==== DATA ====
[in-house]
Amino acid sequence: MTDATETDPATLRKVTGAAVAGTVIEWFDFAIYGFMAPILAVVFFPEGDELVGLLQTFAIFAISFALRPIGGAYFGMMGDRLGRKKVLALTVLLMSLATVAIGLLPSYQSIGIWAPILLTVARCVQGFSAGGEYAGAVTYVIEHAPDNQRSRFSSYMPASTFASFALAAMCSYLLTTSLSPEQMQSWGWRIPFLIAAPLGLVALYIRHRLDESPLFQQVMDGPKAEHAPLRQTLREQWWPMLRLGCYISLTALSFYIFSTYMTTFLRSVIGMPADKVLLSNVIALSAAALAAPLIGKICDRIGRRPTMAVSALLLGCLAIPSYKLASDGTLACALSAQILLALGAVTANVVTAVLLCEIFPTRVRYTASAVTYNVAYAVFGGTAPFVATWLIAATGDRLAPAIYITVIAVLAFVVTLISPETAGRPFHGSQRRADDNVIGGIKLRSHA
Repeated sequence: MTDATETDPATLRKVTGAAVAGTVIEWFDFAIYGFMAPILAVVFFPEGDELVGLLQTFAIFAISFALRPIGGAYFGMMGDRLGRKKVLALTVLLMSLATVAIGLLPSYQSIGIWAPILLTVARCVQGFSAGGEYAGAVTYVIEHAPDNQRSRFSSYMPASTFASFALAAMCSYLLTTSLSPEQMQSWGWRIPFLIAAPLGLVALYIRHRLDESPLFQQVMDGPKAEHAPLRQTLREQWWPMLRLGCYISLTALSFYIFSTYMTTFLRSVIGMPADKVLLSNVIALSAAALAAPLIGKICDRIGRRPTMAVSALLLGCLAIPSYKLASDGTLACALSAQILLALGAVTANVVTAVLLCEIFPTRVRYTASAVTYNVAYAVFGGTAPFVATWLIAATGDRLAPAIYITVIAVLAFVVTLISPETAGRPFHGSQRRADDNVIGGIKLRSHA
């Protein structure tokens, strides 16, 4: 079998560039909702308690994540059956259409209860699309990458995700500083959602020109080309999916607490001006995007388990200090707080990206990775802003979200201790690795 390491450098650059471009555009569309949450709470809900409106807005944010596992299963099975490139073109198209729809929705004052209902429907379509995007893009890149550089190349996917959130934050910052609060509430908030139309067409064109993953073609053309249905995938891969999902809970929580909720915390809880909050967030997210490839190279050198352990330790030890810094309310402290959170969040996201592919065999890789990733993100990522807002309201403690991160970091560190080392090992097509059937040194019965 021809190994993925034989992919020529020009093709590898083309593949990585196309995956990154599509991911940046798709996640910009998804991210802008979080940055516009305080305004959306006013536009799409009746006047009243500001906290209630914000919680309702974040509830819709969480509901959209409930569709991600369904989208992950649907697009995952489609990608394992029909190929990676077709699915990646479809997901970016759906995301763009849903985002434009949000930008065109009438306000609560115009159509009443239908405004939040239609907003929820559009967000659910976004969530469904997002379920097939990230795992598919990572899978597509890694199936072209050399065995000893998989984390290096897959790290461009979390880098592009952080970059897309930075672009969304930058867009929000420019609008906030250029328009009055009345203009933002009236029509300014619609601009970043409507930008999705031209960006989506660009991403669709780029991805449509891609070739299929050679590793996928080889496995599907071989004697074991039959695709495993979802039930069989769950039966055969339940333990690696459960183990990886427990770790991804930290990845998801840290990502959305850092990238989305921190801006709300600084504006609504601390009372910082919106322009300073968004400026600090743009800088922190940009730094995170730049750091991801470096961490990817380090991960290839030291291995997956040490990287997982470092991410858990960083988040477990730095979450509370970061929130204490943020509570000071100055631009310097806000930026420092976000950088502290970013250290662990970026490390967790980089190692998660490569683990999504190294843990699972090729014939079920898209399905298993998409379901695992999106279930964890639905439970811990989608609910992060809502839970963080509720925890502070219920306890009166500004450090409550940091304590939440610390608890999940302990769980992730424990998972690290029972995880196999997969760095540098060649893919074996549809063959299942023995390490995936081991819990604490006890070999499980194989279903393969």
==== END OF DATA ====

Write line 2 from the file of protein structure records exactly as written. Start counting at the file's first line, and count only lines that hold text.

Amino acid sequence: MTDATETDPATLRKVTGAAVAGTVIEWFDFAIYGFMAPILAVVFFPEGDELVGLLQTFAIFAISFALRPIGGAYFGMMGDRLGRKKVLALTVLLMSLATVAIGLLPSYQSIGIWAPILLTVARCVQGFSAGGEYAGAVTYVIEHAPDNQRSRFSSYMPASTFASFALAAMCSYLLTTSLSPEQMQSWGWRIPFLIAAPLGLVALYIRHRLDESPLFQQVMDGPKAEHAPLRQTLREQWWPMLRLGCYISLTALSFYIFSTYMTTFLRSVIGMPADKVLLSNVIALSAAALAAPLIGKICDRIGRRPTMAVSALLLGCLAIPSYKLASDGTLACALSAQILLALGAVTANVVTAVLLCEIFPTRVRYTASAVTYNVAYAVFGGTAPFVATWLIAATGDRLAPAIYITVIAVLAFVVTLISPETAGRPFHGSQRRADDNVIGGIKLRSHA